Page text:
Original post : 25 Jul 2013

Valuing yourself and your business

by Juliet

I had a very interesting conversation with a friend the other day who is considering a career change and looking at craft as an option.  She is in a well-paid job and no matter how we looked at the numbers, they just didn’t add up - she couldn’t earn enough per hour to pay her mortgage from her passion, the craft that she excels at.

I am about to be a little controversial and Ruskin-esque here so I hope all ‘consultants’ will forgive me.  How come a consultant can charge £500-1,000/day for their services and yet a highly skilled weaver can’t get that for a scarf that takes at least that long?

It sounds like a naïve question but why the disparity? I know that it’s all about supply and demand but surely there should be some parity between skills and how they are rewarded especially when a weaver may have honed theirs over years and a consultant merely months.

So how can you, as designer makers, make it pay and what are the variables you need to consider?

Unlike some consultants, it’s not about having the balls to charge top dollar. Instead you need to ask some key questions about what you need from your handmade business.


What are you going to make?

It may seem obvious to you where your skill lies and which craft you excel at but is there a demand for it?  What do your friends and relatives think?


How much will it cost?

I’m sure that what you all make is beautiful and wonderful but can someone afford to buy it?  When I met the Alien Spinner at Woolfest he told me about an amazing electric spinning machine that he has designed but that he cannot manufacture because it would be just too expensive.


What do you need to earn?

Because of course, you can’t just cover the costs of the components you are using.  The idea is to pay yourself a meaningful wage. 

For me that’s about respect for what I do, not just from other people but from myself.  Last year I earned BELOW the tax threshold.  I did it for a good reason so I could spend time developing Planet Handmade.  But it’s not sustainable.


What will the market pay?

If you are going to be able to pay yourself you need to know there is money to be earnt.

Is there anyone else making what you want to make?  What are they charging? How will yours be different? Can you be different enough?  In hard times a lot more people turn to ‘cottage’ industries to try and make a living.  Who are your competitiors? If you are aiming at an already crowded market think again.  The more research you can do at this stage the better. Keep asking questions, and listen.


How will you market yourself?

Do you need a website to sell from?  How is your photography?  What about PR? Are there any shows you can exhibit at?  It’s now time to be brave and show the world how fabulous your products are.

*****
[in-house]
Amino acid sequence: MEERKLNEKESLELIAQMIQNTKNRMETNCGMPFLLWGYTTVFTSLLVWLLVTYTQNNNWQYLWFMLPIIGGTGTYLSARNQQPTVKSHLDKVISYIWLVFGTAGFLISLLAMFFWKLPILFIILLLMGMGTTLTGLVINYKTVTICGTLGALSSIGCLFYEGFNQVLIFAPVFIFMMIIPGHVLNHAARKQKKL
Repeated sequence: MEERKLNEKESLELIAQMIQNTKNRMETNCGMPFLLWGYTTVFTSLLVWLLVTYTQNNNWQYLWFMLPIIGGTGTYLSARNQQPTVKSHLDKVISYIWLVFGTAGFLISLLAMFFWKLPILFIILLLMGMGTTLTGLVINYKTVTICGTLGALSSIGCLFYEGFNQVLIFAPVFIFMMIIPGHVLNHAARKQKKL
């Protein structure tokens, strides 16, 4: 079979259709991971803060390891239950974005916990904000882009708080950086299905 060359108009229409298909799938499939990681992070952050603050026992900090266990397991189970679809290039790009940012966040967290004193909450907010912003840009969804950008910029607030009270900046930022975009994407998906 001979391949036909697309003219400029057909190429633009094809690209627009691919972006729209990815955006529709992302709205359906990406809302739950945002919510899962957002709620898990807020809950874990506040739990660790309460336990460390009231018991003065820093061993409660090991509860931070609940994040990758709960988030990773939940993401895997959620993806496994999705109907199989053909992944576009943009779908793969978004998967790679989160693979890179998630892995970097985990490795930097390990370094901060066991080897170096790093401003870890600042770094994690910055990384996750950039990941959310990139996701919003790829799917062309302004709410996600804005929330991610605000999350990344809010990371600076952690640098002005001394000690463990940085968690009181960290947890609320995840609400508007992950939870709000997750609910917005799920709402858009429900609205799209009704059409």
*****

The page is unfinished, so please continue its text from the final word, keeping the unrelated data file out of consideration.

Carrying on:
So what about next year and the year after?

A business plan is a fantastic way to check in with how you are doing.  My accountant has made me do one and I regularly tweak the figures.  I don’t like doing it but it gives me an idea of what I am trying to achieve and what I have to do to break even.

If the idea of writing a business plan scares you take a look at the library of sample business plans at Bplans.co.uk. Even if there isn’t a plan that exactly reflects your business it is worth reading some in the general area, eg retail, to get ideas on what you need to think about.


Don’t be overwhelmed by all these questions because this is exactly what we are here to do. Over the coming months we will be providing articles and information to help you answer them - look out next week for an example with our guide to good photographs of your products.

Planet Handmade will trawl the net for the best advice as well as developing specialised knowledge for the craft sector ie business information that speaks your language and is relevant to your type of business. 

More than that we will promote you and what you do to retailers and the press - we will help you be valued.

And most of all we will celebrate every achievement and be a shoulder for any (very small, I’m sure) disappointments.


I am considering a website and offering my art. It may be a craft to others (crochet) but I consider it an art. As I consider many so called "crafts" art. My thought is, if it's affordable, you will soon become the WalMart of the art world, making 20 of the same thing. . .not my idea of pursing my art. So, when I begin, it may seem like the price is high. But I would like to remind everyone . . . each stitch is made one at a time, by hand. Most pieces will not be duplicated. Do not sell your time, or your art short.
Comment by Carla - 29 Jul 2013 02:46
I think we need to keep talking about this. I think the undervaluing of skills mostly related to craft is historical and woven into the industry. I think it would take a long time to change something that has become so inherent in the crafting world, but it can be done. We just have to keep talking about it, and we as craftspeople have to continue to value ourselves, our work, and our time. We need to change the market, and but it starts with us. And in the meantime, I'm excited about the forthcoming articles about how to make it happen presently.
Comment by Michele Wang - 26 Jul 2013 11:45
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